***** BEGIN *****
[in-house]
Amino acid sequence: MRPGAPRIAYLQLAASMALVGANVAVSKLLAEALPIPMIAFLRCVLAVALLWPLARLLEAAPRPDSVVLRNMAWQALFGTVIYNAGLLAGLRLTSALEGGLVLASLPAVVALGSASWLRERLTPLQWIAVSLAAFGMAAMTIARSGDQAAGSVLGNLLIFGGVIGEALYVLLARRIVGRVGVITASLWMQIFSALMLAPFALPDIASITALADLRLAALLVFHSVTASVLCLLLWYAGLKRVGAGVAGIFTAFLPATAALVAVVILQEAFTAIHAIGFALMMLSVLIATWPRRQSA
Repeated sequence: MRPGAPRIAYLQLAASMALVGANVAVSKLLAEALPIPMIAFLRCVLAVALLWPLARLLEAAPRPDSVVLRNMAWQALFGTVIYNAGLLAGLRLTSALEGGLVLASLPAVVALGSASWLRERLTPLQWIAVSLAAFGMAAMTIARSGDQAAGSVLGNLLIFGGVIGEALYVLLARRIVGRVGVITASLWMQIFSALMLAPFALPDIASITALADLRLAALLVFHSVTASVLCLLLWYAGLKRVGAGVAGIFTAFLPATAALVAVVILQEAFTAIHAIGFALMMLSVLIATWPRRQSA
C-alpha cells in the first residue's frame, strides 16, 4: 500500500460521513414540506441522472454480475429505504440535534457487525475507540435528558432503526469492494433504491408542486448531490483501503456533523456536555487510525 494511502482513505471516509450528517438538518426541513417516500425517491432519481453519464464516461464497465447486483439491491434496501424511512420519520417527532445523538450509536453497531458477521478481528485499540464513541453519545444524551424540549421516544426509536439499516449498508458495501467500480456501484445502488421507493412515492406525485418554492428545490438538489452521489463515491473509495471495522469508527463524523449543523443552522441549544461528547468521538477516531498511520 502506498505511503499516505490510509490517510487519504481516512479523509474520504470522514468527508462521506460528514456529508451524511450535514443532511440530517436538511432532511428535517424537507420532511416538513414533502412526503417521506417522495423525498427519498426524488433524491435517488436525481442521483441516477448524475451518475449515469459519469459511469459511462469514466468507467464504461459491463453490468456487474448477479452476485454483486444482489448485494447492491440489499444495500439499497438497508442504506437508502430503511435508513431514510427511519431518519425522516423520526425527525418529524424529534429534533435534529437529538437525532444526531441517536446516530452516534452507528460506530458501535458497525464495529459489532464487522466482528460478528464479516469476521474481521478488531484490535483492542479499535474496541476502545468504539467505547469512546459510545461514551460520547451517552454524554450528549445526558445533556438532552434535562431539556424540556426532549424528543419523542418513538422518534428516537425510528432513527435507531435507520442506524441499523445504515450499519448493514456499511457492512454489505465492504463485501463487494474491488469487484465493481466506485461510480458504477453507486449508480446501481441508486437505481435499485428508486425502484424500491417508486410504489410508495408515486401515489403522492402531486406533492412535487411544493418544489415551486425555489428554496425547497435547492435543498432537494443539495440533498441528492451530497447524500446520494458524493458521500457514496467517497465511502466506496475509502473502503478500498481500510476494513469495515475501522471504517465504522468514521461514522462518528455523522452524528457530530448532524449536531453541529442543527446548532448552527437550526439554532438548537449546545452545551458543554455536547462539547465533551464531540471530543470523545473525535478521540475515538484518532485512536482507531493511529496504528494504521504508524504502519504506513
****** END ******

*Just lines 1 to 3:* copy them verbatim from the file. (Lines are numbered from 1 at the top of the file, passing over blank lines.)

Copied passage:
[in-house]
Amino acid sequence: MRPGAPRIAYLQLAASMALVGANVAVSKLLAEALPIPMIAFLRCVLAVALLWPLARLLEAAPRPDSVVLRNMAWQALFGTVIYNAGLLAGLRLTSALEGGLVLASLPAVVALGSASWLRERLTPLQWIAVSLAAFGMAAMTIARSGDQAAGSVLGNLLIFGGVIGEALYVLLARRIVGRVGVITASLWMQIFSALMLAPFALPDIASITALADLRLAALLVFHSVTASVLCLLLWYAGLKRVGAGVAGIFTAFLPATAALVAVVILQEAFTAIHAIGFALMMLSVLIATWPRRQSA
Repeated sequence: MRPGAPRIAYLQLAASMALVGANVAVSKLLAEALPIPMIAFLRCVLAVALLWPLARLLEAAPRPDSVVLRNMAWQALFGTVIYNAGLLAGLRLTSALEGGLVLASLPAVVALGSASWLRERLTPLQWIAVSLAAFGMAAMTIARSGDQAAGSVLGNLLIFGGVIGEALYVLLARRIVGRVGVITASLWMQIFSALMLAPFALPDIASITALADLRLAALLVFHSVTASVLCLLLWYAGLKRVGAGVAGIFTAFLPATAALVAVVILQEAFTAIHAIGFALMMLSVLIATWPRRQSA